It isn’t yet clear how close of a brush the United States is going to have with powerful, dangerous Hurricane Matthew. What is clear, in the minds of meteorologists tracking the storm, is that the entire East Coast needs to be on alert.
Matthew is currently unleashing Category 4 fury over Haiti, after which it’s expected to meander north across eastern Cuba and the Bahamas. It’s possible that the storm will weaken somewhat during its trek over Cuba’s rugged mountains. “But not necessarily a ton, because it’s staying mostly over water,” said Phil Klotzbach, a tropical storm expert at Colorado State University. After its run-in with Cuba, Klotzbach says, exceptionally warm waters and favorable upper level winds over the Bahamas “look reasonably conducive to the storm staying strong.”
By Thursday, Matthew will be on eastern Florida’s doorstep. A few days ago, hurricane prediction models placed the storm’s most likely track several hundred miles out to sea. But over the past 24 hours, the forecast cone has veered notably westward. “Now, [Matthew] is looking perilously close to the US coast,” Klotzbach said.
That means hurricane weather and even a landfall is growing more likely. “Hurricane force winds will extend outward from [Matthew’s] center approximately 25-50 miles, and tropical storm force winds likely 150-200 miles,” AccuWeather meteorologist Ed Vallee told Gizmodo in an email. “So even if it’s offshore it can deliver strong, damaging winds to coastal Florida, Georgia and the Carolinas late week and into the weekend.”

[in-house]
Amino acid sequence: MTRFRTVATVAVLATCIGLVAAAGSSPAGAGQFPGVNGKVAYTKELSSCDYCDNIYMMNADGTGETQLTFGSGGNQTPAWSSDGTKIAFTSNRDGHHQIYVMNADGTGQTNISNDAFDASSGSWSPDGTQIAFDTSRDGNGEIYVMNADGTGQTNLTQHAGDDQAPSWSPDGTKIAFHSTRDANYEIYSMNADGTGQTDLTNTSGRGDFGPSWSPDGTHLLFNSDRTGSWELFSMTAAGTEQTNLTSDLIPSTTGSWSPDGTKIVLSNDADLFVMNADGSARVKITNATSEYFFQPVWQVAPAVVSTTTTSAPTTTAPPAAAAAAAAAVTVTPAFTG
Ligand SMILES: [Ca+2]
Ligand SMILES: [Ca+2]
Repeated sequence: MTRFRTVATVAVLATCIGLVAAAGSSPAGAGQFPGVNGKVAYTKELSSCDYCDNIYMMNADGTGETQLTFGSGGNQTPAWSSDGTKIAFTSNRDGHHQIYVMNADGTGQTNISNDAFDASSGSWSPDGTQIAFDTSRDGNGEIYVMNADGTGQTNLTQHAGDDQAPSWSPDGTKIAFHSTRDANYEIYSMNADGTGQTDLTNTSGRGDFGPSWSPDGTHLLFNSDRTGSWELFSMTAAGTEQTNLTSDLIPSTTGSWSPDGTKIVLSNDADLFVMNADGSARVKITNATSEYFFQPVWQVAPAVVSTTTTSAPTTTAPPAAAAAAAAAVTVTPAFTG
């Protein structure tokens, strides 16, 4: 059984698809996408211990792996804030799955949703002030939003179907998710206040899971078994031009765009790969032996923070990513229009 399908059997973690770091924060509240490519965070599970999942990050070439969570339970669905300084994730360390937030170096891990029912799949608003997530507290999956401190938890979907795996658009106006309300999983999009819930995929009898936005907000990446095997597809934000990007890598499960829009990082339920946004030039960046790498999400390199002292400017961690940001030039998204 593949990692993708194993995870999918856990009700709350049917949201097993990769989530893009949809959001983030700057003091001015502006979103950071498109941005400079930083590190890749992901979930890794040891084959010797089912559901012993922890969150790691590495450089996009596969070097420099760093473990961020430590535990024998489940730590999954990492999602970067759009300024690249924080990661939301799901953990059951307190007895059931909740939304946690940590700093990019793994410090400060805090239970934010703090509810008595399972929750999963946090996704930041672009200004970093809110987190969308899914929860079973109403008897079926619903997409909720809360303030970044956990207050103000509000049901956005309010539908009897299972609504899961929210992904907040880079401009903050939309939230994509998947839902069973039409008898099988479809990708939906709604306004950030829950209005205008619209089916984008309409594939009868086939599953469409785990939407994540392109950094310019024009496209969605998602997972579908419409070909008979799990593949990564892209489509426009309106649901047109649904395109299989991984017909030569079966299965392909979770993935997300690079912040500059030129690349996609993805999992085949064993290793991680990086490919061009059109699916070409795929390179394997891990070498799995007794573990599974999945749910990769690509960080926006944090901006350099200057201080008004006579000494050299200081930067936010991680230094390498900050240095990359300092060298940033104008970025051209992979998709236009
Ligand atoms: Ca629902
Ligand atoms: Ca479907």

Further north, it’s too early to say what kinds of impacts Matthew will have. The storm could veer eastward and out to sea, or it could ride alongside the coast, bringing stormy conditions all the way to New England. “One thing we do know is that the hurricane will be weakening as it moves over cooler water and interacts with land,” Vallee said.
Weakening or not, right now it’s entirely possible that Matthew will deliver powerful storm surge and heavy rainfall up and down the eastern seaboard. “Certainly, I would expect tropical storm watches to go up for the northeast, probably on Thursday,” Weather Underground meteorologist Jeff Masters told Gizmodo.
“My parents live in Plymouth [Massachusetts], and I have them on high alert,” Klotzbach said.